Running AV at the Women of React Conference

On April 25 the first Women of React Conference took place online. Ten speakers and two six-person panels happened over the 6 hours, and the whole event went from inception to delivery in about 5 weeks. As of writing the stream has had 22,000 views both live and on-demand, with a peak concurrent viewership of 1360 people.

I was approached by Rachel Nabors to ask if I was willing to help with the A/V for the conference after some of my earlier posts. My team at Vonage are serious about supporting initiatives that have a positive social impact, and highlighting the amazing work of women in tech very much has the type of impact we love to see. I was given a few days by my manager to support the conference technically.

While I was happy to provide opinion and guidance using my general event experience, my role was firmly on the tech to get the stream delivered. Rachel oversaw the event and handled curation, Jenn Creighton looked after moderation with an expert team (and support from Aisha Blake), Sara Vieira supported in multiple ways (but most notably built the awesome website), Elizabet Oliviera lent her design eye to creating a cute brand, and Cassidy Williams was the emcee for the day.

It's not right that I cover any of the areas looked after by them, so this post is all about the stream - how we made it work, what the shortcomings were, and what I (personally) would do differently next time.

Platforms

The event took place across three platforms.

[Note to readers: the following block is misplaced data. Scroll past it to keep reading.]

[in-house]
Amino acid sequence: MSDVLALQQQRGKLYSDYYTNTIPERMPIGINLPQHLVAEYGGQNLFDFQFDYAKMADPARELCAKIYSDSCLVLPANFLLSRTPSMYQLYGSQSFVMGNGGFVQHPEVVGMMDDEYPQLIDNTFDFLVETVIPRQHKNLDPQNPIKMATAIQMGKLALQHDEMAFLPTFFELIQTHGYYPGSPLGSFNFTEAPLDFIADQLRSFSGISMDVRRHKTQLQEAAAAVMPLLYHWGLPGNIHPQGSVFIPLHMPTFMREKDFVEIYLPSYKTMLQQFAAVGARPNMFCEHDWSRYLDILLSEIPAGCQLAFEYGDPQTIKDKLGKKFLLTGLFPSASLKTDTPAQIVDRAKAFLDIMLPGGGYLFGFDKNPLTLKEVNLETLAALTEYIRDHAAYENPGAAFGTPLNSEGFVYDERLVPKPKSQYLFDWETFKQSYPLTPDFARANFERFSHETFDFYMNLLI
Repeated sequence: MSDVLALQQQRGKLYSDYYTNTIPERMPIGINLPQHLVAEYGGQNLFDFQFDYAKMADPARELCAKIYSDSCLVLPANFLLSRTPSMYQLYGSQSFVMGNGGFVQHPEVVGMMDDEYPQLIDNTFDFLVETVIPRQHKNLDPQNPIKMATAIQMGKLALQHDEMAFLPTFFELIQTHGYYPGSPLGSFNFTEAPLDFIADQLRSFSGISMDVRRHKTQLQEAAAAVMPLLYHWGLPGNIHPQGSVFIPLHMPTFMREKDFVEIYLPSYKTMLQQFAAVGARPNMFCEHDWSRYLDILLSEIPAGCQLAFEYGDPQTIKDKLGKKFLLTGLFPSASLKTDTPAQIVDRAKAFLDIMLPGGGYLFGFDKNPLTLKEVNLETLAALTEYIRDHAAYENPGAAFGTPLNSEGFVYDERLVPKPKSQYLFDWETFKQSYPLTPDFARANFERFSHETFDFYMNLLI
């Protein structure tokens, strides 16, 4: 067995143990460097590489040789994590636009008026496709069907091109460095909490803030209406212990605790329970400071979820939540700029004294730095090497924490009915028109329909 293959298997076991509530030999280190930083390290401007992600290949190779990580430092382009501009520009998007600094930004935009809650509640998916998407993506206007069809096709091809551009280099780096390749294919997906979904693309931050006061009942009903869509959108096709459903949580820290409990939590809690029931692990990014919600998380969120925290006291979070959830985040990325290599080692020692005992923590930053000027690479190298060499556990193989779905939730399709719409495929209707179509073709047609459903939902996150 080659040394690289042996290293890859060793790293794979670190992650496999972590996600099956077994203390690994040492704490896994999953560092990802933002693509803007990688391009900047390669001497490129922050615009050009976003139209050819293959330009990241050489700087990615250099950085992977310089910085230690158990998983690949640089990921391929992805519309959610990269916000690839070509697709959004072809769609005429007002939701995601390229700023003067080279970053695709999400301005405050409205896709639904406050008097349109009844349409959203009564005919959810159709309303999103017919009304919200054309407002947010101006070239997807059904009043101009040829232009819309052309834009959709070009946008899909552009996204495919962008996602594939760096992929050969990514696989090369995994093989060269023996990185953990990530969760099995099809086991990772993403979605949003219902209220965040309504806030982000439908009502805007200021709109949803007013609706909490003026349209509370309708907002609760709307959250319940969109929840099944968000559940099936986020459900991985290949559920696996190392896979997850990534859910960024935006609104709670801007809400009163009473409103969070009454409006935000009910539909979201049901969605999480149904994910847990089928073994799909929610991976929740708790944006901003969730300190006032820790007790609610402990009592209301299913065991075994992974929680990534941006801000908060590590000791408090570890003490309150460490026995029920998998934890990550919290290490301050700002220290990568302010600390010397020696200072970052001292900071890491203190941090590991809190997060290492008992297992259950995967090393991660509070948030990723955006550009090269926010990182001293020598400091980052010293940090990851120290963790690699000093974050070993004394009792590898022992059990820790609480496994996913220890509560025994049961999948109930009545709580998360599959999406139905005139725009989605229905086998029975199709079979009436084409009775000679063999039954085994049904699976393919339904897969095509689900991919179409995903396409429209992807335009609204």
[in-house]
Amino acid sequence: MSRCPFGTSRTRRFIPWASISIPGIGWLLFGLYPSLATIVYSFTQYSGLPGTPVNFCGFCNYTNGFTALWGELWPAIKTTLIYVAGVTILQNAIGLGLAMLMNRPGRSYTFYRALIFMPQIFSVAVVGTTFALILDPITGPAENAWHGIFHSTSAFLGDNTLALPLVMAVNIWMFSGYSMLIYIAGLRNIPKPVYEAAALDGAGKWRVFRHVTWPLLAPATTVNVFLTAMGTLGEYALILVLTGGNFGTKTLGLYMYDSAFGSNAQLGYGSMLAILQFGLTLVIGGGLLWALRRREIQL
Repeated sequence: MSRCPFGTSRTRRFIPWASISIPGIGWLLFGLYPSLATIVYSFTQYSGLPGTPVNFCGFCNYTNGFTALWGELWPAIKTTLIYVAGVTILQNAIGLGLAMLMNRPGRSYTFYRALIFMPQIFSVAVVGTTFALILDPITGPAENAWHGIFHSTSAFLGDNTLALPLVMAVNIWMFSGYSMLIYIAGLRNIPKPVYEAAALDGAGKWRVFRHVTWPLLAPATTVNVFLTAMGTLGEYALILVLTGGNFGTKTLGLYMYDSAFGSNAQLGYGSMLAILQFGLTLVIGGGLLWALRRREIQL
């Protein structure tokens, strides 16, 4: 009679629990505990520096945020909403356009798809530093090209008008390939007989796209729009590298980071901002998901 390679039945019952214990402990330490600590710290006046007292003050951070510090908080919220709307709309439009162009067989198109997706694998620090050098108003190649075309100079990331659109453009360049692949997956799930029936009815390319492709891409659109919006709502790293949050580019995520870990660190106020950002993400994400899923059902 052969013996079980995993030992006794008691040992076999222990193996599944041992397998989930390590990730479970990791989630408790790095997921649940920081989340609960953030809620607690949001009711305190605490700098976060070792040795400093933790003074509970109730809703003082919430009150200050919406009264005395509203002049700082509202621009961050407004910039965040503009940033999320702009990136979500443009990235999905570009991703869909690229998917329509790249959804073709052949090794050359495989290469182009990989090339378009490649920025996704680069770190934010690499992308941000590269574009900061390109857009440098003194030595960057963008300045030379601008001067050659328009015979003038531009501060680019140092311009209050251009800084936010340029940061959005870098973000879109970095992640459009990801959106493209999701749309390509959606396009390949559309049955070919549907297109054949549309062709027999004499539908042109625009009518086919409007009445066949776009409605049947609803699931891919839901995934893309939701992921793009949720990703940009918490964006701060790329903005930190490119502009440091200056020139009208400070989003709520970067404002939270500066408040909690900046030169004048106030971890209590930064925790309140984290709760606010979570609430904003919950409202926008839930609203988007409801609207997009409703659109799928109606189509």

Our YouTube Live stream was used purely as a broadcast platform, and we chose it because of it's ability to turn off live chat and comments so we could moderate just a single space.

People who pre-registered were granted access to our Discord for the day (1500 people did from the 3200 registered). We didn't provide invite links for people who were joining on-the-day to avoid trolls finding it and deciding it could be a place to cause havoc.

Finally, Skype for speakers and panelists (only) to present their camera and screens. There's a reason we used it which we'll cover shortly.

OBS Studio

OBS Studio is a free and open-source piece of streaming software. In it, you can include sources, which can be anything from a microphone or camera input, 'virtual' audio inputs from software, browsers, display captures, and more.

Any number of sources are then combined into scenes, which is a specific view that an audience-member will see. For example, a scene could comprise of a webcam and microphone, a display capture to show the screen, a logo and some text.

Screenshot of No Experience Required

This is an example of a scene from my fortnightly coding stream. Sources include the background gradient, my camera and mic, two display captures (one for my browser, one with captions), and some text/images along the top.

The final key concept to understand is the Studio Mode. When turned on, you get two 'canvasses' to work with. The preview canvas is where you can get things ready - toggle settings, move sources around, etc - and the audience don't see what you're doing. Only once you transition the contents to the program canvas is that content live. This is critical to running a smooth show of moving parts.

OBS Studio Mode during the event